• Wipes
  • Cleaning spray
  • Cleaning wipes
  • Garbage bags
  • Gloves
  • Simple snacks, like O cereal or crackers
  • Small paper cups
  • A water pitcher
  • Toys & books (consider how many bins' worth you may need per age group, depending on your church's size)
  • Hanging file box for curriculum materials (if needed)
  • Crayons
  • iPads or clipboard for check-in and check-out
  • Rug or gymnastics mats
  • Baby gates
  • Portable cribs
  • Foldable rocking chairs

For your Kid's Ministry (older children), consider stocking:

  • Construction paper
  • Scissors
  • Glue sticks
  • Crayons (in separate containers for ease of distributing)
  • Markers
  • Pens, pencils
  • Hanging file box for curriculum materials (if not using digital curriculum)
  • iPads or clipboard for check-in and check-out
  • Toys & books (age appropriate)
  • Carpet squares (age appropriate)
  • Large paper pads for morning message

Make sure to store all supplies in bins and label everythingThis will make set-up and tear-down as easy as possible for your church plant team, and will help to prevent burnout and alleviate stress.

Process and program

A smooth check-in and check-out system

Check-in and check-out processes can vary significantly based on the size and stage of growth your church plant is in. If you use a church management software, many churches find it beneficial to tie-in your check-in/out system with your software. Planning Center and Realm are good options, depending on your needs.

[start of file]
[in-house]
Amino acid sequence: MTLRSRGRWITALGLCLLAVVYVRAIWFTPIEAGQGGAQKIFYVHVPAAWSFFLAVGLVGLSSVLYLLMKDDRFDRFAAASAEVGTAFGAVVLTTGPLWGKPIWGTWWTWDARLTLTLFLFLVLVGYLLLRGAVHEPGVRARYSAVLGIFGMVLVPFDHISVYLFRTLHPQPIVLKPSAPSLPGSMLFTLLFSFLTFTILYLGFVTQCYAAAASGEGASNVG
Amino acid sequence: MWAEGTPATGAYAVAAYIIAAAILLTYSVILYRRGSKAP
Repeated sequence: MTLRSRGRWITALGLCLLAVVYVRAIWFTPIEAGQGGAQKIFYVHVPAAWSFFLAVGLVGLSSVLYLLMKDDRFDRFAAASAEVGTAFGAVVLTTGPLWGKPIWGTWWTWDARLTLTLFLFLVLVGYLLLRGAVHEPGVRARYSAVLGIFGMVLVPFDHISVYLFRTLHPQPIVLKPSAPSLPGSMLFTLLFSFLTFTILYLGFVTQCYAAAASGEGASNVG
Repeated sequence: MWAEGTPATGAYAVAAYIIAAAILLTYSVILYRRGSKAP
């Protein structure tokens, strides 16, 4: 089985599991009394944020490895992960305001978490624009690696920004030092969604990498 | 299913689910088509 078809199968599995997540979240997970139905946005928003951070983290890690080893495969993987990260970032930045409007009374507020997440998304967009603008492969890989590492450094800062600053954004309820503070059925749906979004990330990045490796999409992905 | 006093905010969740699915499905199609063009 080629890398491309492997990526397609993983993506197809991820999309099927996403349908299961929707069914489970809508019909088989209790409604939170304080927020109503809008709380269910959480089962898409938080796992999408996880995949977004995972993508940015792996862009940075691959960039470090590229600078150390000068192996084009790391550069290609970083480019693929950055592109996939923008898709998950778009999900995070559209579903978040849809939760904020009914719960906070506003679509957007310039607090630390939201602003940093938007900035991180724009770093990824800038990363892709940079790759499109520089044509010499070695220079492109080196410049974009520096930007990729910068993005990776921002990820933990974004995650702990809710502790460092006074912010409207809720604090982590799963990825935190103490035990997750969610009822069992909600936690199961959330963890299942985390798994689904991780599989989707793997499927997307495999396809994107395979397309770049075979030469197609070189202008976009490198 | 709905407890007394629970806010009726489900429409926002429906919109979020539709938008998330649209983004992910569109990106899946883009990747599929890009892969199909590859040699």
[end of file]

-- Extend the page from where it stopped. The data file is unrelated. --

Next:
For check-in technology, KidCheck offers a church plant discount, which can help keep your budget in check. Be sure to see what other equipment you may need to supplement your technology, like tablets and label makers.

If you're excited about leveraging technology, tools like Planning Center have settings that allow you to conduct check-in and check-out digitally. No labels, stickers, or clipboards necessary. Or, you could pre-print your tags before service. This can save you some strife lugging equipment to and from your temporary church home.

Of course, when you're just getting started, it may make sense to go the analog route for check-in. In that case, you'll need a clipboard, label maker, check-in and check-out sheet, and a way to report attendance back to the church team. This can be a simple option in a pinch, but it may not be the most effective when your church plant is ready to scale or transition to a permanent location.

For your check-in set up, remember: keep it simple. For a church plant in a temporary space, try a 6-foot folding table, a couple of folding chairs, and a few smiling faces to man the station. Safety and simplicity are of the utmost importance at this stage.

Selecting curriculum

Thankfully, there are many reputable curriculum resources for you to choose from. This is great news, but it certainly can be overwhelming. Consider how you'd like to teach your curriculum: digitally or with physical books? Also consider how many children you'll be serving, and what your projections are for the year ahead, to make a cost-effective choice.

For a church plant in a temporary location, you may find it more efficient to opt for a digital curriculum, rather than carting books, pens, and paper. Check out our top curriculum picks here. Some brands even offer a special discount for church plants growing their Kid's Ministry.

Crafts and activities